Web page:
When our school became an "online" school in 1996, I decided to start an after school media club. I began working with older students up to sixth grade. I found that I enjoyed working with them just as much. Then, two years ago the 5th grade teacher retired, and I asked if I could replace her. I did, and I totally enjoy it.

D: You teach in a very small community, how has that impacted you as a teacher with regards to the resources the Cannelton school system has?

J: I love teaching at Cannelton. I feel that even though we are small, we have made our voices heard. We Cannelton teachers all involve our parents and community in the education of our students. As in the old saying, "It takes a village to raise a child," I think that includes the education of children as well. Cannelton is very proud of its school system and so there has always been a lot of support. I have felt that first hand many times over the 30 years I have taught here. Any time my Media Club has needed support from the community it has been there 100 %. I know that we could not have achieved what we have without that support.

D: The population of the city of Cannelton was estimated as of July 2009 to be 1,130. How many students are in the school system?

J: Cannelton Elementary has one class per grade, and the average class size is around 20. The Junior/Senior High School is the same as far as size of classes. I am not exactly sure of the whole entire school system's size, but I would say it averages around 260 to 280 students, maybe more some years. (Joan was right about the size.)

D: You have developed several programs for your students. What are they and how did you go about implementing them?

J: Our school has had many programs set up for the students to get involved in. One program that our school was involved in that helped us to make a connection with other schools not only in Indiana, but nationally and even internationally, was the state program called The Buddy System. This program, beginning in the very early 90s, allowed our school to not only become an online school, but gave every student in grades 4-6 an online computer to use. It was the beginning of networking, and we were in on the ground floor for Indiana public schools. At that time I taught third grade, which was not a part of the program, but I benefited as well due to all of the teachers getting an online computer.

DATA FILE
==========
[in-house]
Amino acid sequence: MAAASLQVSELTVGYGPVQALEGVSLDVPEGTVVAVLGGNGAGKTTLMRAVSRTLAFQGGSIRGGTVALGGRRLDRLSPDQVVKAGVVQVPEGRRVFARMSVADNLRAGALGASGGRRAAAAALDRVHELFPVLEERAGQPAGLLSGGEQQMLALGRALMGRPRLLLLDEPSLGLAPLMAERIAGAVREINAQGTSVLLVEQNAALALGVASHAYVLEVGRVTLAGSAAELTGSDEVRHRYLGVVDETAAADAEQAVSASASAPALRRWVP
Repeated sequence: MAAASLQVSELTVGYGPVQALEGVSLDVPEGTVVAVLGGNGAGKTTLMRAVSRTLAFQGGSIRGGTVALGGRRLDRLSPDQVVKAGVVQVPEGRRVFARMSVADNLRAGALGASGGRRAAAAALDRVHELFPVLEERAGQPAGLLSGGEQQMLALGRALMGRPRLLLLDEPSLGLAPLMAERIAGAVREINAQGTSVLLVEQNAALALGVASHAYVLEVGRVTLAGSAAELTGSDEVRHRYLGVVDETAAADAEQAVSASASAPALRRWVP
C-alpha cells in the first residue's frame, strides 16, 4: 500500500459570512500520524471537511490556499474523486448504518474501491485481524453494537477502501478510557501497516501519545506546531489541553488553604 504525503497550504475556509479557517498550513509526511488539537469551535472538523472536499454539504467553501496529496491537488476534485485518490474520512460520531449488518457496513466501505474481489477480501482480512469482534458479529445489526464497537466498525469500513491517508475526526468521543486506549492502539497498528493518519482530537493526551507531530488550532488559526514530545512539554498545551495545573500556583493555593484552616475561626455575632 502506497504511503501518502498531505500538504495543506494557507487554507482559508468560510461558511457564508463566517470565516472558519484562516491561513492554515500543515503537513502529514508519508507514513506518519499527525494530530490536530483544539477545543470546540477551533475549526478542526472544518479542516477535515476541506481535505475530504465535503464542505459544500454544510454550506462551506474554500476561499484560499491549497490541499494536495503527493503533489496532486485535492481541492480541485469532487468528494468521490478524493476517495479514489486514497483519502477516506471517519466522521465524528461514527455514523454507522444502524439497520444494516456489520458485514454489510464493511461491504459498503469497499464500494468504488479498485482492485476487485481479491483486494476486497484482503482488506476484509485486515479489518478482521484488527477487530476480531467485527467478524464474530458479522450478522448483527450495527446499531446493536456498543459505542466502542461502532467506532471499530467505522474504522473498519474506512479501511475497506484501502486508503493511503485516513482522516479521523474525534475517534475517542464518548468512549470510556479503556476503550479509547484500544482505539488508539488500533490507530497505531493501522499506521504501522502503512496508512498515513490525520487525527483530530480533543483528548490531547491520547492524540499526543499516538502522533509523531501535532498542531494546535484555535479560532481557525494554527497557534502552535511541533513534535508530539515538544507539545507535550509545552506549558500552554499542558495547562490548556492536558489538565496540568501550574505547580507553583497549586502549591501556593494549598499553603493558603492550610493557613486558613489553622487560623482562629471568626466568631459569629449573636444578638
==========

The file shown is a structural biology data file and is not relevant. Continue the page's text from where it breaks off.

Then in the summer of 1996, I went to a summer class on using the Internet in the classroom and I was hooked. The following year I decided it would be nice if our school had a Media Club, so I started it that year. We mostly connected in online projects where we could collaborate with other schools.

Our first collaboration was with a school in Australia on a research project about trees and forests. That project has led to many connections with schools around the world. Unfortunately, the Buddy Project has lost state funding and is no longer around, but it definitely gave our school system a basis for future collaborative projects.

I am mostly a project-based teacher. I love to involve my students in active learning, so anytime I can involve them in a project where they can take ownership for the process, as well as the product, I go for it. Examples include many online projects/websites. There are many that are my favorites, but I will share a few here.

One that continues to this day to give us learning opportunities, and "fame" even, is "Our Wonderful Moon Tree." It is really involved, but in short it allowed us to make connections with NASA in paying tribute to Moon Trees, living monuments to the Apollo Space Program. It was also written about in a BBC article that also aired on BBC radio in 2005. Last month, the story appeared in USA Today. It mentions our school and our involvement in initiating the search for all of the Moon Trees.

Another project that helped us to broaden our horizons beyond Cannelton, beyond Indiana and even beyond our nation's borders, was TENAN: The Endangered Animals of the World web project. I worked with Rene de Vries, a teacher from the Netherlands, to create this project. Schools from all over the world were invited to research endangered animals from their regions and send in their reports for us to publish. TENAN was active from 1998 until May 2007. We had to end it for various reasons, mainly due to our schedules becoming too busy—not enough time to devote to keeping the project active. It broke both of our hearts, but we had to. However, we have kept it online because we feel it has been and continues to be a good resource for students.

One great opportunity that was a direct result of this project was when the United Nations Environmental Program contacted us (Rene and myself), inviting us to send a delegation of our students who worked on TENAN to the UNEP Millennium Children’s Conference on the Environment in May 2000. This is also an excellent example of how the community of Cannelton, and really all of Perry County, Indiana, supported us. We were able to raise enough money to send 9 students to this conference held in Eastbourne, England. Rene was able to send 11 of his students too. Not only was it a thrill to get to see England and meet students and teachers from nearly 100 countries, we were able to meet our partners in the project for the first time. We had worked for over two years on this project and finally students from each school could meet face to face!